Harry Potter and the Deathly Hallows: Part 1 Directed by: David Yates Written by: Steve Kloves (screenplay), J.K. Rowling (novel) Starring: Daniel Radcliffe, Emma Watson, Rupert Grint, and Ralph Fiennes
And so it begins to end. Almost ten years after Harry Potter, his friends, his enemies, and his journey began lighting up the silver screen with J.K. Rowling’s magical prose, billions have been made, and countless fans have been enraptured. The Potter franchise will always be known first as a literary milestone, as it well should be. To their credit though, these movies aren’t half-bloody bad.
Guiding this now well-known journey to the finish line is the steady artistic hand of director David Yates, who has been with the series since the fifth film. Giving Hogwarts the dark tonal shift necessary to keep up with the ever-darkening plot was a task he more than lived up to. In the fifth and sixth films, the setting is another character in the movie.
Before The Deathly Hallows begins the end of the Potter films, we decided to look back at the films, from their beginnings trapped within the pages of JK Rowling’s books to the emerging of an original identity on the screen.
1. The Prisoner of Azkaban 2004
In a near tie for first place, The Prisoner of Azkaban makes its way to the top for being the first Potter film to not only hold its own against the books, but break out from them and create an identity of its own. The first film to finally stylize the setting using clever cinematography, narrative rhythm and creative art direction came as a surprise to fans. It was much darker, more mature and more enthralling than the previous installments. See the opening scene that hints at masturbation for further proof. Much of this is attributed to director Alfonso Cuaron, who previously directed the Spanish youth sex odyssey Y Tu Mama Tambien before attacking this adaptation. Guillermo del Torro and Marc Foster turned down the project, fearing it was too happy and full of light. Luckily Cuaron found the gloom and realism even in the magical world of Hogwarts.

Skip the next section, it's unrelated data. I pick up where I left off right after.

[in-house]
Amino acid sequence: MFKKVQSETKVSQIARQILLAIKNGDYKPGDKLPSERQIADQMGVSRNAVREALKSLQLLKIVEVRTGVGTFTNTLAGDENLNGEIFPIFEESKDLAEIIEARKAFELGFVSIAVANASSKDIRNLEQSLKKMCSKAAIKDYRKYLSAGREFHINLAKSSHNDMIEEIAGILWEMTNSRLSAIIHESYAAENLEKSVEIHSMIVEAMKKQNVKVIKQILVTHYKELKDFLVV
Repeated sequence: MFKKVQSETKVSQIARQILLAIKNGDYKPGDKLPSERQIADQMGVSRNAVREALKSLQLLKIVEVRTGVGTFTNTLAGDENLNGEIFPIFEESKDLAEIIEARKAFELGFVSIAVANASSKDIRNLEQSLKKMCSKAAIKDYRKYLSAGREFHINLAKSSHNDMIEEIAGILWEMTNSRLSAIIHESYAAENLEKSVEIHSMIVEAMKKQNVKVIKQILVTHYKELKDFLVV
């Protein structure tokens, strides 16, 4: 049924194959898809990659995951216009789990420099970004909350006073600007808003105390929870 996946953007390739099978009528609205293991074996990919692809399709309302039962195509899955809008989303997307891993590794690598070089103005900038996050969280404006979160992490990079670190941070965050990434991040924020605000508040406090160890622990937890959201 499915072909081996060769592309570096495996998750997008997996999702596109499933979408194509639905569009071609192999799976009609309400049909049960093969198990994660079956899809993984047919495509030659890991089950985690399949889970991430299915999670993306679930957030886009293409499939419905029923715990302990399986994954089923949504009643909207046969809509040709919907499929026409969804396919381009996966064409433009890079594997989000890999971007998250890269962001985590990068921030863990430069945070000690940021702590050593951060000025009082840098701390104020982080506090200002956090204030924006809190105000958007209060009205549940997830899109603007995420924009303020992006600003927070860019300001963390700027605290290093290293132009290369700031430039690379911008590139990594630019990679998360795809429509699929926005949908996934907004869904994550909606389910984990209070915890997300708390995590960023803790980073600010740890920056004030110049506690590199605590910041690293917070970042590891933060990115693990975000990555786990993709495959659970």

2. The Order of the Phoenix 2007
Just like The Prisoner of Azkaban redefined the way the Harry Potter world would be told and constructed, The Order of the Phoenix built on those changes, exploring what an even larger budget, larger sets and more visual effects could do for the story. David Yates was the perfect person to take over the rest of the series and handle the edge and seriousness the rest of the story had to offer. With a story drawing on really interesting themes like repression and rebellion, it’s about as fun and appropriate as it gets for a struggling-to-grow-up story.